Mabinty Conteh grew up in a village with her mother and father until her father abandoned the family when she was eight years old. When Mabinty was sixteen, a woman from Freetown came to her village on business and promised Mabinty and her mother a better life and a better education for Mabinty.
After a year living in Freetown, the woman who promised her a better life and education neglected her. Though Mabinty was still going to school, she had no money for books, a uniform, or food for lunch. A twenty-one-year-old man in her community stepped in to help her with these costs and told her he would be like a “big brother” to her. The relationship soon became sexual and Mabinty learned she was pregnant. The woman she was living with kicked Mabinty out and has not spoken to her since. She went to live with the father of her child but financial problems soon forced her to look for shelter elsewhere. When she came to Aberdeen Women’s Centre to register, she was approached by Hagar Olu-Jones or “teacher”. Hagar is one of the instructors for the “Dream Girls” Programme and encourages pregnant teenagers who come to the centre to attend Dream Girls classes.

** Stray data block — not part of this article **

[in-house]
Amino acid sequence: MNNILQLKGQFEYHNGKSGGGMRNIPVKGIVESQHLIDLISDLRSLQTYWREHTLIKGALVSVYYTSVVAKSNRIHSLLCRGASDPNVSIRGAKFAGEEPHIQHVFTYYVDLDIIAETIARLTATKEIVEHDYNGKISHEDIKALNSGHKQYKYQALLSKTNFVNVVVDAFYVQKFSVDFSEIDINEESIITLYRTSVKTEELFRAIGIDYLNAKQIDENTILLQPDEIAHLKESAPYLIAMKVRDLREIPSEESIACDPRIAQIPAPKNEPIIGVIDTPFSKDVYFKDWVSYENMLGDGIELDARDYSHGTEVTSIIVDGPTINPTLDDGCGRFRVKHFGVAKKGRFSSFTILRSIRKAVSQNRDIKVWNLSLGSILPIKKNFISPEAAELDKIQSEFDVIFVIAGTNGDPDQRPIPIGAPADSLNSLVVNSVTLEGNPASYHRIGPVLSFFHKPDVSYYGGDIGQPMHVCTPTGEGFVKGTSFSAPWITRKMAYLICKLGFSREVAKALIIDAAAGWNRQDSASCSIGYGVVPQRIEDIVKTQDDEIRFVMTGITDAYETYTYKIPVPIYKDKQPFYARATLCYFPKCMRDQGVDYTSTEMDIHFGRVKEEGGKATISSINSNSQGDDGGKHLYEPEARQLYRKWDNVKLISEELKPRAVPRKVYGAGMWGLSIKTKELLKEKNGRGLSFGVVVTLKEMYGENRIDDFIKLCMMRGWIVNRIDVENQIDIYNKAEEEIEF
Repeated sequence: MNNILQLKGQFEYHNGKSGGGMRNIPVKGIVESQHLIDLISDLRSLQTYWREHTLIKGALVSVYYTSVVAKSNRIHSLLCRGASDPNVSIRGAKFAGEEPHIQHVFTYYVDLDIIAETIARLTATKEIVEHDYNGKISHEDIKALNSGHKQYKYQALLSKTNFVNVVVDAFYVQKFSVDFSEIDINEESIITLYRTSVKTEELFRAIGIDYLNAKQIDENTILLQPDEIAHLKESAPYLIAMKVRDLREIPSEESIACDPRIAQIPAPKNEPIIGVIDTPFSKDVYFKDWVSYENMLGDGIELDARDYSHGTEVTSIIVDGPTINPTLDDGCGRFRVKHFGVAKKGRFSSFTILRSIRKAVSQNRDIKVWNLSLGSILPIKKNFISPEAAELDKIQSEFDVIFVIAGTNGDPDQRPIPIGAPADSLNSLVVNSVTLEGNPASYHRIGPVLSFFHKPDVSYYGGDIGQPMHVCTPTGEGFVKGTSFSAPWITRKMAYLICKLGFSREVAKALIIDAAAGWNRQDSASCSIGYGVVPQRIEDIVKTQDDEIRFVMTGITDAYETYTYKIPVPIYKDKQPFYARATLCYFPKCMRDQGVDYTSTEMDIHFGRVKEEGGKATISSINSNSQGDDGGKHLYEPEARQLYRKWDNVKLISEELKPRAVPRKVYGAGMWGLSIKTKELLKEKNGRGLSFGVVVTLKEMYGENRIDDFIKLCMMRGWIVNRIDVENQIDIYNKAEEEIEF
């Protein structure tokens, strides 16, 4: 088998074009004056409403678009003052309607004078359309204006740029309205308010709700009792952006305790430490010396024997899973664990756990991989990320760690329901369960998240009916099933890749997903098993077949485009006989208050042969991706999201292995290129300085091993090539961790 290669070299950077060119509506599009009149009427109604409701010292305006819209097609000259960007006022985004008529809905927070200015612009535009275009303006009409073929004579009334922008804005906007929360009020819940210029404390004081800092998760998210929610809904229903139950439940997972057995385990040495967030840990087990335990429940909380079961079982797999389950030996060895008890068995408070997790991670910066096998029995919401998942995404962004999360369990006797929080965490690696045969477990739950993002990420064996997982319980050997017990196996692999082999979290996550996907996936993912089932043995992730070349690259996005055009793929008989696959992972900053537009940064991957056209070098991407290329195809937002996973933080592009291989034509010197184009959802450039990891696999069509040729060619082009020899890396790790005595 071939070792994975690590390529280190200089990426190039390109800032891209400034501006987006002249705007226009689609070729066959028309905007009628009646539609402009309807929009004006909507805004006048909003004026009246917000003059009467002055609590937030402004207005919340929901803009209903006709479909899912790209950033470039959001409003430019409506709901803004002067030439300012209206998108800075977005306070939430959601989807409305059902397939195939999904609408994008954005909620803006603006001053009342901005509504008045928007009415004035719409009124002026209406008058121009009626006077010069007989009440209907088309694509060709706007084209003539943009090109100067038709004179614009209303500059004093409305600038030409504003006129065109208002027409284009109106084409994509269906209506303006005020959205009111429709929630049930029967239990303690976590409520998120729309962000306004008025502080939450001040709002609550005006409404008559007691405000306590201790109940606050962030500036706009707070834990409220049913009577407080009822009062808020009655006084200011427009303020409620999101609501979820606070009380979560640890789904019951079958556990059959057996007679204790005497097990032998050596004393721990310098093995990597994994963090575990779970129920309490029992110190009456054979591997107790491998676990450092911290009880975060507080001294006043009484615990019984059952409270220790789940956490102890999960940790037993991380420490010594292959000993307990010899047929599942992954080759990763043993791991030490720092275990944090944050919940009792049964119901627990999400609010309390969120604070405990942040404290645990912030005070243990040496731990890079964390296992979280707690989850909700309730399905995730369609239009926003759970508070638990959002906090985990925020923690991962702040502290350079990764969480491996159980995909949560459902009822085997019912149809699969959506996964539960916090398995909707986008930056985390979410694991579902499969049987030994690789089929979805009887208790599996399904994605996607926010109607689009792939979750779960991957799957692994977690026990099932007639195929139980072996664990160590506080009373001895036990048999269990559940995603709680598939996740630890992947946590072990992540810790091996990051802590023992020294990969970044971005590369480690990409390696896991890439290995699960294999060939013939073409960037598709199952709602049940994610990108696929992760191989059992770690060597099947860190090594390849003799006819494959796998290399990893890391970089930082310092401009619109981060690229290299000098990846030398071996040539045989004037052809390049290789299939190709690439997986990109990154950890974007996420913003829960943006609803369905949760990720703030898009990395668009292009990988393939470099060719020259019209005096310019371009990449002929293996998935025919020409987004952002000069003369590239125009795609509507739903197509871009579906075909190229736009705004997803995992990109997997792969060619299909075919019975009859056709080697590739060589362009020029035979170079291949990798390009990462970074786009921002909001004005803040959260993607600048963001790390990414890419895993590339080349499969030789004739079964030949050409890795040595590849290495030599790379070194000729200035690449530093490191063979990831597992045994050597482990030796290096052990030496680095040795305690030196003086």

Hagar teaches the girls sewing and tailoring and assists in health education and nutrition classes. She helps to inspire the young women that come to the class and build their confidence. At the end of Mabinty’s time in the programme it was Hagar who suggested that she join the Hostel Girls’ programme at AWC, which teaches young women skills in catering, hospitality, and housekeeping. Mabinty joined the programme and is now living with fourteen other girls at the hostel. She enjoys the camaraderie of the hostel and has made lifelong friends in addition to learning cooking, catering, and cleaning skills. Mabinty’s dream is to one day become a doctor and for her son to become a nurse.
“Teacher saw something in me and that’s why she encouraged me to join the Hostel Girls. I am so glad I did. I never want to leave.”